How did this happen? Well, we have a long history and prehistory of adaptation to our environment. But there is a religious backing to this population growth. Of all the commandments, from all the scriptures, in all the world the one commandment we fulfilled beyond anyone’s dreams is found in the Jewish Bible; Genesis 1:28. “Be fruitful, and multiply, and fill the earth.” What an incredible command given to Adam just after he was created. He is ordered to “be fruitful and multiply and replenish the earth and subdue it and have dominion over the fish the sea, and over the fowl of the air, and every living thing that moveth upon the earth.” We INDEED have been fruitful and we INDEED have multiplied! And our numbers are still growing. This world is silly with humans! And getting sillier. We have filled the world with our species, the most adaptable apes to walk the earth; homo-sapiens. It may be wise to rename our species homo-populatus. (A word I made up) So, let us congratulate ourselves! Let us give ourselves a good pat on the back! We have indeed fulfilled this dictum.

However this verse offers an array of interpretations throughout the traditions that also populate this world. Christians claim it more generally. Raymond C. Van Leeuwen , a professor of Biblical Studies at Eastern University in Philadelphia writes in “Christianity Today” that this verse “..teaches that our sexuality can be properly fulfilled only in the secure garden of delights we call marriage .” He writes, “Outside the bounds of marriage, sex is like luscious fruit that God has said is not for us.” But he claims that “Be fruitful and multiply’ is not a command, but a blessing for “what God does for and through humankind.” http://www.christianitytoday.com/ct/2001/november12/4.58.html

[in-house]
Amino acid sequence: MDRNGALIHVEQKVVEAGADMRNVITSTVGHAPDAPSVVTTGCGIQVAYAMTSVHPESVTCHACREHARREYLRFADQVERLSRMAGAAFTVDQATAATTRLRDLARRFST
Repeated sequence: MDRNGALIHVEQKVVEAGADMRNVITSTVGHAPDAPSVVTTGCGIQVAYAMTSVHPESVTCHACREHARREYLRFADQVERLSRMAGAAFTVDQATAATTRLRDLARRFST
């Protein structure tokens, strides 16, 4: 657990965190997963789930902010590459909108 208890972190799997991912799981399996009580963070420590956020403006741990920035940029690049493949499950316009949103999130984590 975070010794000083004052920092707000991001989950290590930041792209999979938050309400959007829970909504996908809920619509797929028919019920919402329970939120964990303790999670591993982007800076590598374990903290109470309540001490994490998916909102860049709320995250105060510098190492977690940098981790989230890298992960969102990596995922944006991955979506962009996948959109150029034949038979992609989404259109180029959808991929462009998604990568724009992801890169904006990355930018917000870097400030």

This may be a blessing for some, but this verse has been used also to define marriage, deny birth control and prohibit women’s reproductive rights. It has also been a salvo against population control.

Yet, people are taken aback by how quickly crowded our world has become in the past 100 years. Over-population violates our stewardship of this world. The Prophet Muhammad said, “The worst problem is to possessplenty of children with inadequate means.”  http://www.overpopulation.org/religion.html He was speaking to families, for sure, but it applies to our world family, also. Yet, the Koran also has its dictum. “Procreate and abound in number.” http://contraception.about.com/od/additionalresources/ss/religion_6.htm

Religions across the world vary on their ideas concerning contraception. In Hinduism, Gandhi was against it, but, Indian philosopher, Radhakrishnan, and author, Tagore, encouraged it. The Dharma (a doctrine of moral codes for Hindus) emphasizes the need to act for the sake of the good of the world. Chinese religions emphasize the importance of balance and harmony in a society. Family planning is encouraged in both Taoism and Confucianism.